In part because a healthy dose of guilt can serve a purpose. It can help you increase your self-awareness and self-understanding so that you learn useful lessons and avoid making the same choices in the future that prompted the guilt (whether it is about money or other matters in life).

But, it can also be all-consuming and keep you stuck.

When you find yourself feeling guilty and it is not a passing emotion, take these steps:

  • Identify the reason and the trigger;
  • Identify the narrative feeding it, if applicable; and
  • Create a counter response.

To make this less abstract, let’s say you feel guilty about spending more than you earn.

Why is this happening? Is it really because you’re not earning enough, or is it more tied to how you get paid?

What are you buying that is tipping you over the scale? What makes these experiences or things so important to you (or those you love) that you willingly carry the weight (and stress) of spending beyond your means?

What else is this impacting? Because it has to be preventing you from addressing other priorities? What are those priorities?

Where is the need to spend like you do coming from? Are you playing out a narrative from childhood? Are you feeling a bit of social/professional/peer pressure to keep up with others?

By answering these questions, you put yourself in the driver’s seat of your guilt – instead of it being an unchecked emotion that is driving you. It helps you understand your situation and the context surrounding it.

Once you answer these questions, you’ll have a roadmap for how to interrupt the pattern of behavior that is causing your guilt. Plus, you’ll know what to do on a one-time basis, as well as on-going to manage over-spending. This is your counter response.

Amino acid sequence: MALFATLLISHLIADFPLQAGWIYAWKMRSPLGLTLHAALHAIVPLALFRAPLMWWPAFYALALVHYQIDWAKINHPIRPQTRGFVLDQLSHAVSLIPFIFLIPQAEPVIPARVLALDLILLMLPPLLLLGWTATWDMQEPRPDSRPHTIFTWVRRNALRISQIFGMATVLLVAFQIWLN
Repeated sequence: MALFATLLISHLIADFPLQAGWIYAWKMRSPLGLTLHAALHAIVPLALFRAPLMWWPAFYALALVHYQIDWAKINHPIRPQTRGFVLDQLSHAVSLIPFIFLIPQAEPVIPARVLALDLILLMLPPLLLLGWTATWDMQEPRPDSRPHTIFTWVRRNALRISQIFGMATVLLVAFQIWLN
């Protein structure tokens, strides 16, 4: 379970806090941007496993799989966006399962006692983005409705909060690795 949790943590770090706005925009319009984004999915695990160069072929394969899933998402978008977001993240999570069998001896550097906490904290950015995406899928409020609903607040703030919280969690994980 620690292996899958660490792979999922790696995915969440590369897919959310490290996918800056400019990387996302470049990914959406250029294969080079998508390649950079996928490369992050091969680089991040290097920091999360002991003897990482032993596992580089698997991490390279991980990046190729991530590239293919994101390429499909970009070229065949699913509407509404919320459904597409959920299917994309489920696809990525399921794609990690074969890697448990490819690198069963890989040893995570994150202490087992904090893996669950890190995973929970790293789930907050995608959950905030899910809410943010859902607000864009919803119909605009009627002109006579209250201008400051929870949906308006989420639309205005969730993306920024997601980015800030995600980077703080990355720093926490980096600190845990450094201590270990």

Maybe spending isn’t your issue and this example doesn’t really resonate. Maybe you feel guilty about having more than others. Ask yourself these why, what, what else, and where-based questions so you can get to the root. Because hidden in your answers are clues for how to manage your guilt and its attendant behavior.

It’s a Responsibility

Regardless of how much of it you have, money comes with responsibility.

And one of those responsibilities is for you to be comfortable in your own skin about what you have – and don’t have. This includes how rich or wealthy you are or aren’t.

It doesn’t mean you can’t change your circumstances and earn a higher income and create greater wealth – if that’s your desire or goal. But it is worth remembering that holding onto guilt about money – in whatever form it takes – hinders your progress. It robs you of the success and joy that comes with money earned either from your own hard work or the hard work of others who came before you.

So, when money guilt surfaces, acknowledge it (suppressing it is a form of self-sabotage and is not useful), put it in its place…and let it go.

Because at all times, the goal is to have a healthy relationship with money. While that may mean different things to different people at different stages of life, it is not to be confused with being perfect with money and getting every single decision and choice right.

Knowing when to let go of guilt is a key part of having a healthy relationship with money — regardless of where you fall on the income and wealth spectrums.